From 7th September 1940, London was bombed by the German Air Force for 57 consecutive nights. The resulting devastation altered the landscape and the character of the city beyond all recognition. Over 40,000 people were killed; churches, houses, shops and offices were reduced to rubble.

The Thames estuary, Tower Hill and the square mile of London were targeted often. During the Blitz the area around Tower Hill on the nights of 8th and 9th, and 29th December 1940 suffered heavy damage. Several buildings dominated the area around Tower Bridge and the Tower of London. The Port of London authority building at No. 10 was the centre of administration for the London ports emergencies committee. Trinity House close by was a timber framed 17th century building. Trinity House is a charity dedicated to safeguarding shipping and seafarers. The historic All Hallows Church, the oldest church in the city of London was overlooked by the massive Mazawatte tea warehouse.

The Toc H movement is social service movement started at Talbot House in the First World War by the Reverend Philip Thomas Byard Clayton (known as "Tubby" Clayton), who went on to be vicar of All Hallows. Other buildings associated were scattered around Trinity Square, the heart of Tower Hill. At numbers 41 and 42 were the Headquarters and a hostel respectively, Friars house was the HQ of the Toc H Women’s Movement and No. 28 Great Tower street was a Toc H hostel for women called New June.

Tubby Clayton outside No. 41
Tubby Clayton outside No. 41 Trinity Square.

On the evening of 8th December London was subjected to the heaviest raid it had experienced in 2 months, when over 400 aircraft delivered a total of 380 tons of high explosives and 115,000 incendiaries.  The offices of the Port of London Authority were hit, and the people sheltering in their basement had to be evacuated. One of these was Mary Rushworth, who worked at the New June Toc H women’s hostel. She described the evening of the 8th after the PLA building was hit:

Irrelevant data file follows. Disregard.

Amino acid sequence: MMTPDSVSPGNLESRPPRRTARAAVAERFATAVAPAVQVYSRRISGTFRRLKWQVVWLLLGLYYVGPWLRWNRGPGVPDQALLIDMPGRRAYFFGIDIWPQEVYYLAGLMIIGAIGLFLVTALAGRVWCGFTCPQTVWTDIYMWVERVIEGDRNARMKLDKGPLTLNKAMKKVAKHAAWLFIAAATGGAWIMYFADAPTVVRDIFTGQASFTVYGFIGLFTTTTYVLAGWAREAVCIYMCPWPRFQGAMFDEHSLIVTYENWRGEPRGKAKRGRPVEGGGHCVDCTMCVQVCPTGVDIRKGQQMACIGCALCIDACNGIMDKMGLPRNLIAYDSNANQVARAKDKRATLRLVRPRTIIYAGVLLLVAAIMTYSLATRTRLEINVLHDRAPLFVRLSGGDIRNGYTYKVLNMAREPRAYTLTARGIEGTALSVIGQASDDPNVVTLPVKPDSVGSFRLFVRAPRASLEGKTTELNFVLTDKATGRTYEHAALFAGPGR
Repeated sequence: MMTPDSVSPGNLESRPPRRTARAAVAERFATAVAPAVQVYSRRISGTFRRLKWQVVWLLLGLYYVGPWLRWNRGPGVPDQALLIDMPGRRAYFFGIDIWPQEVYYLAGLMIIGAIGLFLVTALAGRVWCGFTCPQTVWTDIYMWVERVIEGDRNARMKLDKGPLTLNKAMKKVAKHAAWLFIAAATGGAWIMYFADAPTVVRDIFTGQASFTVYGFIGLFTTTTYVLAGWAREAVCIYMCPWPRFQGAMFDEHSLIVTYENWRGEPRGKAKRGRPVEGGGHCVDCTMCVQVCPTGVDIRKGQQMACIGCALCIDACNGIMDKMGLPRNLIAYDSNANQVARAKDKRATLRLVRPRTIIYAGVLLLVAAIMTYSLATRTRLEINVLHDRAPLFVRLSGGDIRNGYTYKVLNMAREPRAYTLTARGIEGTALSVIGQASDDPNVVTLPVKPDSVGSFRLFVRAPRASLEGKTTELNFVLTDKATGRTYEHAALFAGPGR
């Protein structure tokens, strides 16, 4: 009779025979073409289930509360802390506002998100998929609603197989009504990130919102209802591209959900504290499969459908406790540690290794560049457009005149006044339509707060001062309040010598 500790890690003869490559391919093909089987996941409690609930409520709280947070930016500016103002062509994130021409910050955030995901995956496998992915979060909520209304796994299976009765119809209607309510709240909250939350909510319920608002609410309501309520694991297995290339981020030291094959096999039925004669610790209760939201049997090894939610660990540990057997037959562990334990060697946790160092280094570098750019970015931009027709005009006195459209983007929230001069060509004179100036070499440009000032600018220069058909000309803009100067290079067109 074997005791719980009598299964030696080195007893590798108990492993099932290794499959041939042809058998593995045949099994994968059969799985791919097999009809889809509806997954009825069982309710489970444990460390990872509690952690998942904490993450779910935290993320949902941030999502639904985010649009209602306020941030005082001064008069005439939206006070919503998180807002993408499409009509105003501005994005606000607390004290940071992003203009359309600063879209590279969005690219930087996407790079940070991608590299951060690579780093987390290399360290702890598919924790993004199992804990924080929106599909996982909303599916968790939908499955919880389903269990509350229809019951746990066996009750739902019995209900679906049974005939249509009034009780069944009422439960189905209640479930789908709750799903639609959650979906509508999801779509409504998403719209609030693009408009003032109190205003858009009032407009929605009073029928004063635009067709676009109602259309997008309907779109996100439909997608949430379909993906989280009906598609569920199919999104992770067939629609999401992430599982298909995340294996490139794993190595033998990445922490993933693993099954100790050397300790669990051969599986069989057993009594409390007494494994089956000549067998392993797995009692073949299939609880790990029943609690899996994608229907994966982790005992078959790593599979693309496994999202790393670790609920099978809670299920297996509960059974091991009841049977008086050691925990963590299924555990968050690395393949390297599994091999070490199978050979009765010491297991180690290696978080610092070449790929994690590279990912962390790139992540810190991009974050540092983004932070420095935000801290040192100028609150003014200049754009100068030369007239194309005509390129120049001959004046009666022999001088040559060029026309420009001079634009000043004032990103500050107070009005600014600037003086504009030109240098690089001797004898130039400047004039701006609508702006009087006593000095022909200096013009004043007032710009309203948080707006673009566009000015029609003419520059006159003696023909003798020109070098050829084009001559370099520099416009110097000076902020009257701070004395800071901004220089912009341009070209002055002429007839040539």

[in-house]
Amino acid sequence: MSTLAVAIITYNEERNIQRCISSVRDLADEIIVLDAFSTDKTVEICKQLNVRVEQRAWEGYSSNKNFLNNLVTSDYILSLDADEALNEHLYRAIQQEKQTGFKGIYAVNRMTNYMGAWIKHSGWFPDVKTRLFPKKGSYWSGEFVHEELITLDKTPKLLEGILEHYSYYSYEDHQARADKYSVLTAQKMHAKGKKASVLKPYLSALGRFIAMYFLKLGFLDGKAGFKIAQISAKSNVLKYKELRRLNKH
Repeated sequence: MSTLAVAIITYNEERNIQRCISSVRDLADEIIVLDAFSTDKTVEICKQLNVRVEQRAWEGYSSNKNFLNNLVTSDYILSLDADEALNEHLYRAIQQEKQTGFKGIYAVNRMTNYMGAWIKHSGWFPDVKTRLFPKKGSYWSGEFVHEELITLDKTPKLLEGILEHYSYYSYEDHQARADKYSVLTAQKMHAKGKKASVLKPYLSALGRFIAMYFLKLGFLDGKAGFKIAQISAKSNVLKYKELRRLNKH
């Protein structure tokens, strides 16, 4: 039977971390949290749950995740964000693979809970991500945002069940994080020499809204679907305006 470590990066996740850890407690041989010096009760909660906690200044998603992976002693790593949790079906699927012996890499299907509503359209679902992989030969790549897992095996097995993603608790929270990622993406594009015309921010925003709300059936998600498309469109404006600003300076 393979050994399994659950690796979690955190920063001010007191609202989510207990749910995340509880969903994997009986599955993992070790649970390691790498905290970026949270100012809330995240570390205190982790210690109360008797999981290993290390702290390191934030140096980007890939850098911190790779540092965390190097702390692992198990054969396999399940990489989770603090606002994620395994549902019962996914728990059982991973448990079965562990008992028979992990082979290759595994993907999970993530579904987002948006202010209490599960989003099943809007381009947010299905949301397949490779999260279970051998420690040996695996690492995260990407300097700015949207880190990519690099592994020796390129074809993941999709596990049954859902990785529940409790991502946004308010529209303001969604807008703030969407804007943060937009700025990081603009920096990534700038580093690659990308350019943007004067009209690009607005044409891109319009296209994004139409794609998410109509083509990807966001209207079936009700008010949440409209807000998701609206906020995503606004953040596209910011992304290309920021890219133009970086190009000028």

“We homeless wanderers gathered at No. 42 with possessions and mattresses and all kinds of paraphernalia about them, wondering what our next destination would be. It turned out to be the wine vaults of the despised warehouse on Tower Hill, where for several weeks we on three tier bunks in temperatures calculated to keep wine at its best, but without much regard for human beings.”

On that Sunday 8th Tubby Clayton, was on leave from his work at Scapa Flow. In the early hours of Monday 9th December, Tubby was awakened with the news that All Hallows had been hit by a high explosive bomb, which had landed on the east vestry, wrecking the east wall and window and causing blast damage in the inner church. The altar and chancel were completely wrecked.

All Hallows Church after the raids of December 1940.
All Hallows Church after the raids of December 1940.

However worse was to come immediately after Christmas. On 29th December the area was subjected to air raids that caused what was referred to as the 'Second Great Fire of London'. On that night London suffered its most devastating raid. From 6.15pm until the all-clear sounded three and a half hours later, some 100,000 incendiary bombs and another 24,000 high-explosive devices rained on the heart of the City, destroying many of the buildings that had stood since the City of London was rebuilt after the Great Fire of 1666. At one point, some 1,500 fires were raging in a strip of land that stretched from St Paul's Cathedral to the borders of Islington to the north – the largest continuous area of destruction in any Blitz attack on the UK.

Mary Rushworth remembered: “This night the city was the target and it was subjected to a rain of fire. Everywhere seemed to be alight with flames leaping in the air and burning debris falling in the streets. Flames were rising from the western roof of the tower itself.”